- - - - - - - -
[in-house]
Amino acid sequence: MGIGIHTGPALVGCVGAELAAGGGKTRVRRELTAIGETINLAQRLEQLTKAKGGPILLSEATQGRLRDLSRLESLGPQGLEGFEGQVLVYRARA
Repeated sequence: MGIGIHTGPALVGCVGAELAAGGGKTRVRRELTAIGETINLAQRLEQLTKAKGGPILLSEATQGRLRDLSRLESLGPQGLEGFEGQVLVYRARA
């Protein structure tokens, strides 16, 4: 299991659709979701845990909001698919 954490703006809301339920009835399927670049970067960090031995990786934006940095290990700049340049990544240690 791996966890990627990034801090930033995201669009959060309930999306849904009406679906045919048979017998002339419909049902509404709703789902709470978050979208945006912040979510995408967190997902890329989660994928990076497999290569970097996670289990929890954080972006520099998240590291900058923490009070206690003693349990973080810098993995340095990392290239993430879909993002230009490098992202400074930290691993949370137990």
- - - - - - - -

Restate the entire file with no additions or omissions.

[in-house]
Amino acid sequence: MGIGIHTGPALVGCVGAELAAGGGKTRVRRELTAIGETINLAQRLEQLTKAKGGPILLSEATQGRLRDLSRLESLGPQGLEGFEGQVLVYRARA
Repeated sequence: MGIGIHTGPALVGCVGAELAAGGGKTRVRRELTAIGETINLAQRLEQLTKAKGGPILLSEATQGRLRDLSRLESLGPQGLEGFEGQVLVYRARA
């Protein structure tokens, strides 16, 4: 299991659709979701845990909001698919 954490703006809301339920009835399927670049970067960090031995990786934006940095290990700049340049990544240690 791996966890990627990034801090930033995201669009959060309930999306849904009406679906045919048979017998002339419909049902509404709703789902709470978050979208945006912040979510995408967190997902890329989660994928990076497999290569970097996670289990929890954080972006520099998240590291900058923490009070206690003693349990973080810098993995340095990392290239993430879909993002230009490098992202400074930290691993949370137990």